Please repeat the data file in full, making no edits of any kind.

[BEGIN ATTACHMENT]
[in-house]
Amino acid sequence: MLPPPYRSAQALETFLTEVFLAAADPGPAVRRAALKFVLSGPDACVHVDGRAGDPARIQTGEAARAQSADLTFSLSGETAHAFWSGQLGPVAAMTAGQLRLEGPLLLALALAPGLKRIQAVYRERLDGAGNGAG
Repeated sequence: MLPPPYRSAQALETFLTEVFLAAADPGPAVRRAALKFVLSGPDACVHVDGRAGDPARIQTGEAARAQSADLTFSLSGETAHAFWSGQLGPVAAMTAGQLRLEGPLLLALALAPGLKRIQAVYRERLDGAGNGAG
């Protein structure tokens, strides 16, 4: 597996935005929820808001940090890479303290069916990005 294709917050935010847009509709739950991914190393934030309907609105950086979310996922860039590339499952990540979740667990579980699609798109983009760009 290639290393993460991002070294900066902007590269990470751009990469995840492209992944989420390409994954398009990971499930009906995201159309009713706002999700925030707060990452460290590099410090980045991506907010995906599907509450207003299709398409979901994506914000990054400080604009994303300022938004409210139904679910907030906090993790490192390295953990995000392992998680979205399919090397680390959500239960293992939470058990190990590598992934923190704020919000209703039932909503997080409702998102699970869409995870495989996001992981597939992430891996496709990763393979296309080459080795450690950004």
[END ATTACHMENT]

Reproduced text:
[in-house]
Amino acid sequence: MLPPPYRSAQALETFLTEVFLAAADPGPAVRRAALKFVLSGPDACVHVDGRAGDPARIQTGEAARAQSADLTFSLSGETAHAFWSGQLGPVAAMTAGQLRLEGPLLLALALAPGLKRIQAVYRERLDGAGNGAG
Repeated sequence: MLPPPYRSAQALETFLTEVFLAAADPGPAVRRAALKFVLSGPDACVHVDGRAGDPARIQTGEAARAQSADLTFSLSGETAHAFWSGQLGPVAAMTAGQLRLEGPLLLALALAPGLKRIQAVYRERLDGAGNGAG
């Protein structure tokens, strides 16, 4: 597996935005929820808001940090890479303290069916990005 294709917050935010847009509709739950991914190393934030309907609105950086979310996922860039590339499952990540979740667990579980699609798109983009760009 290639290393993460991002070294900066902007590269990470751009990469995840492209992944989420390409994954398009990971499930009906995201159309009713706002999700925030707060990452460290590099410090980045991506907010995906599907509450207003299709398409979901994506914000990054400080604009994303300022938004409210139904679910907030906090993790490192390295953990995000392992998680979205399919090397680390959500239960293992939470058990190990590598992934923190704020919000209703039932909503997080409702998102699970869409995870495989996001992981597939992430891996496709990763393979296309080459080795450690950004």